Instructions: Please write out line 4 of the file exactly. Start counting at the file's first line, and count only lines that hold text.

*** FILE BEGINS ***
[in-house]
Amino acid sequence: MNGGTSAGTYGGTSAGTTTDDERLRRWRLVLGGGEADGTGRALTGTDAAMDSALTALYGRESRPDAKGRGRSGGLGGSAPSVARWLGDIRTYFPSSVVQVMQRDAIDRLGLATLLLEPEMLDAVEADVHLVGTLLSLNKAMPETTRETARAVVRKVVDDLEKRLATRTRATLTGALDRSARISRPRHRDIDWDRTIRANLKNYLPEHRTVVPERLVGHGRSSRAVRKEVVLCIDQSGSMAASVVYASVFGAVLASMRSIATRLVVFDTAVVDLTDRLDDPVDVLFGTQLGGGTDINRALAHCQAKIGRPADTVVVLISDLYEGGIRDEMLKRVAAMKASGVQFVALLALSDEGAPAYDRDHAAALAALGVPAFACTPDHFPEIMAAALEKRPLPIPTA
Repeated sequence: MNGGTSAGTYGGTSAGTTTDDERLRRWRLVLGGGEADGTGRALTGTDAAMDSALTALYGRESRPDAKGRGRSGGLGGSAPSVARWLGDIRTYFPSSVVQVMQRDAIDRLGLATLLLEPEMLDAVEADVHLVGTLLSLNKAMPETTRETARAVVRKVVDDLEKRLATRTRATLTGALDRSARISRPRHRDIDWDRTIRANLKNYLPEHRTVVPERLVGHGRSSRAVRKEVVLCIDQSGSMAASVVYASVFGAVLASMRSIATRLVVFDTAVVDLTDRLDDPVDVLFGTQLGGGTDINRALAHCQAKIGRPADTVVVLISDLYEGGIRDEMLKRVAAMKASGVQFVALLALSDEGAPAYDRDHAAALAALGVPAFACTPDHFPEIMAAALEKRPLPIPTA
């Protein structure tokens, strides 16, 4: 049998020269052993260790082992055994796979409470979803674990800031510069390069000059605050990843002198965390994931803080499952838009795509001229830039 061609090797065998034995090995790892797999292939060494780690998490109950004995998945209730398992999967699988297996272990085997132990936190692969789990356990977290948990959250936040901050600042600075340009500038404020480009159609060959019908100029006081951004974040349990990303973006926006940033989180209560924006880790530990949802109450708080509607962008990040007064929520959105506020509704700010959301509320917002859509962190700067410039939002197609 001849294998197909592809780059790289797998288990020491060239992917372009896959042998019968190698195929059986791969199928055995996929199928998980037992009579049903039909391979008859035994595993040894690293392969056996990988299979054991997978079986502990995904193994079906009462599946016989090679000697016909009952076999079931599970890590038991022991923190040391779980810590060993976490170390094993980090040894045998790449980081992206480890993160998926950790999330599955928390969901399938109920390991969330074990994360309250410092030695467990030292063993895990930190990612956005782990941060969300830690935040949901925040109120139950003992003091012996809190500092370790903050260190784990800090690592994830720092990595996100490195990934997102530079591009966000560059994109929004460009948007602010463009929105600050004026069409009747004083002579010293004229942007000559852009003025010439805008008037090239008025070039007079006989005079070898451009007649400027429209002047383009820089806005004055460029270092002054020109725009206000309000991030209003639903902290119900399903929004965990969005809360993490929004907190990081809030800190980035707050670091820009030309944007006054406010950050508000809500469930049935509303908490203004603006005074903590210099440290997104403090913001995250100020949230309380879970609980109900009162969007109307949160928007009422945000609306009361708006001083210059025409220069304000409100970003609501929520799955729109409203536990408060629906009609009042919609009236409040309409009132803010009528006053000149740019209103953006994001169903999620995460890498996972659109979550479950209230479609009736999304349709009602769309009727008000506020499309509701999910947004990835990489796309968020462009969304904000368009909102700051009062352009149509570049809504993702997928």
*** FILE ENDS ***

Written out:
């Protein structure tokens, strides 16, 4: 049998020269052993260790082992055994796979409470979803674990800031510069390069000059605050990843002198965390994931803080499952838009795509001229830039 061609090797065998034995090995790892797999292939060494780690998490109950004995998945209730398992999967699988297996272990085997132990936190692969789990356990977290948990959250936040901050600042600075340009500038404020480009159609060959019908100029006081951004974040349990990303973006926006940033989180209560924006880790530990949802109450708080509607962008990040007064929520959105506020509704700010959301509320917002859509962190700067410039939002197609 001849294998197909592809780059790289797998288990020491060239992917372009896959042998019968190698195929059986791969199928055995996929199928998980037992009579049903039909391979008859035994595993040894690293392969056996990988299979054991997978079986502990995904193994079906009462599946016989090679000697016909009952076999079931599970890590038991022991923190040391779980810590060993976490170390094993980090040894045998790449980081992206480890993160998926950790999330599955928390969901399938109920390991969330074990994360309250410092030695467990030292063993895990930190990612956005782990941060969300830690935040949901925040109120139950003992003091012996809190500092370790903050260190784990800090690592994830720092990595996100490195990934997102530079591009966000560059994109929004460009948007602010463009929105600050004026069409009747004083002579010293004229942007000559852009003025010439805008008037090239008025070039007079006989005079070898451009007649400027429209002047383009820089806005004055460029270092002054020109725009206000309000991030209003639903902290119900399903929004965990969005809360993490929004907190990081809030800190980035707050670091820009030309944007006054406010950050508000809500469930049935509303908490203004603006005074903590210099440290997104403090913001995250100020949230309380879970609980109900009162969007109307949160928007009422945000609306009361708006001083210059025409220069304000409100970003609501929520799955729109409203536990408060629906009609009042919609009236409040309409009132803010009528006053000149740019209103953006994001169903999620995460890498996972659109979550479950209230479609009736999304349709009602769309009727008000506020499309509701999910947004990835990489796309968020462009969304904000368009909102700051009062352009149509570049809504993702997928």